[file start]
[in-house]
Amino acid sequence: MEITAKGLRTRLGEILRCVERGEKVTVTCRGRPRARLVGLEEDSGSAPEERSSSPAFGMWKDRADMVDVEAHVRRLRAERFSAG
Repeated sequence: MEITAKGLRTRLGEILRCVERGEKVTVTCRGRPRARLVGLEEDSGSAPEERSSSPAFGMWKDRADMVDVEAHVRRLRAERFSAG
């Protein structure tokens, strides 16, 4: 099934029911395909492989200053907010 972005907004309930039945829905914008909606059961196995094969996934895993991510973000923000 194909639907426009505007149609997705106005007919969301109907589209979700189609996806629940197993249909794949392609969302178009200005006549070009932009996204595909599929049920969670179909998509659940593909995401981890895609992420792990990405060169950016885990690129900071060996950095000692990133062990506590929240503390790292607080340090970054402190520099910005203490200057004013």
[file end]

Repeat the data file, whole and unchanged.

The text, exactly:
[in-house]
Amino acid sequence: MEITAKGLRTRLGEILRCVERGEKVTVTCRGRPRARLVGLEEDSGSAPEERSSSPAFGMWKDRADMVDVEAHVRRLRAERFSAG
Repeated sequence: MEITAKGLRTRLGEILRCVERGEKVTVTCRGRPRARLVGLEEDSGSAPEERSSSPAFGMWKDRADMVDVEAHVRRLRAERFSAG
């Protein structure tokens, strides 16, 4: 099934029911395909492989200053907010 972005907004309930039945829905914008909606059961196995094969996934895993991510973000923000 194909639907426009505007149609997705106005007919969301109907589209979700189609996806629940197993249909794949392609969302178009200005006549070009932009996204595909599929049920969670179909998509659940593909995401981890895609992420792990990405060169950016885990690129900071060996950095000692990133062990506590929240503390790292607080340090970054402190520099910005203490200057004013």